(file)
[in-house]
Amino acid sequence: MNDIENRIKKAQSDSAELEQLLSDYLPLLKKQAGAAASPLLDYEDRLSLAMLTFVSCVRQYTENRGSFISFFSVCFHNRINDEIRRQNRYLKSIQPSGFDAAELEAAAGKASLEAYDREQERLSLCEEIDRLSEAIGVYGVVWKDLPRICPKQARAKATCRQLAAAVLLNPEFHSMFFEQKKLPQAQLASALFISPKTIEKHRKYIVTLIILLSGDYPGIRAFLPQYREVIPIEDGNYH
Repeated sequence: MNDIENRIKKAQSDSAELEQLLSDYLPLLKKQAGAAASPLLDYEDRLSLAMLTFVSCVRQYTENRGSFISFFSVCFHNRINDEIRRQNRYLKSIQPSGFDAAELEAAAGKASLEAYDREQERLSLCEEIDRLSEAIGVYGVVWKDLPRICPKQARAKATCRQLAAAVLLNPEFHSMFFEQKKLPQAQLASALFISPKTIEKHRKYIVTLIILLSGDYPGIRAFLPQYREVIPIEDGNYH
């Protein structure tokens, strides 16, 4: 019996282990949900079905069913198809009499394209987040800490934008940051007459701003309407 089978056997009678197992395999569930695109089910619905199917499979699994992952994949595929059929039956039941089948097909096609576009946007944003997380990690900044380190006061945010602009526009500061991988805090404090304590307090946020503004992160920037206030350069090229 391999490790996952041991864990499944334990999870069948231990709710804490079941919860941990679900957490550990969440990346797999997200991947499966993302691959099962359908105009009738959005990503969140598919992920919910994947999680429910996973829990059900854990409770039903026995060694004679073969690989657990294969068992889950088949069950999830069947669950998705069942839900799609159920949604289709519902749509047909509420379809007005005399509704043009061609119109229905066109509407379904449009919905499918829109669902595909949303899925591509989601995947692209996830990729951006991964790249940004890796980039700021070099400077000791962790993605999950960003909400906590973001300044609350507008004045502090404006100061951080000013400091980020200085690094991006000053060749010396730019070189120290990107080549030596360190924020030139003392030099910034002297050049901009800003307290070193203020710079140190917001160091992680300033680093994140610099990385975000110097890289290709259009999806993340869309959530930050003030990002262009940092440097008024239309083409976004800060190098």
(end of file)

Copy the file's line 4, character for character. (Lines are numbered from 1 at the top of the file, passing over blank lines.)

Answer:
């Protein structure tokens, strides 16, 4: 019996282990949900079905069913198809009499394209987040800490934008940051007459701003309407 089978056997009678197992395999569930695109089910619905199917499979699994992952994949595929059929039956039941089948097909096609576009946007944003997380990690900044380190006061945010602009526009500061991988805090404090304590307090946020503004992160920037206030350069090229 391999490790996952041991864990499944334990999870069948231990709710804490079941919860941990679900957490550990969440990346797999997200991947499966993302691959099962359908105009009738959005990503969140598919992920919910994947999680429910996973829990059900854990409770039903026995060694004679073969690989657990294969068992889950088949069950999830069947669950998705069942839900799609159920949604289709519902749509047909509420379809007005005399509704043009061609119109229905066109509407379904449009919905499918829109669902595909949303899925591509989601995947692209996830990729951006991964790249940004890796980039700021070099400077000791962790993605999950960003909400906590973001300044609350507008004045502090404006100061951080000013400091980020200085690094991006000053060749010396730019070189120290990107080549030596360190924020030139003392030099910034002297050049901009800003307290070193203020710079140190917001160091992680300033680093994140610099990385975000110097890289290709259009999806993340869309959530930050003030990002262009940092440097008024239309083409976004800060190098």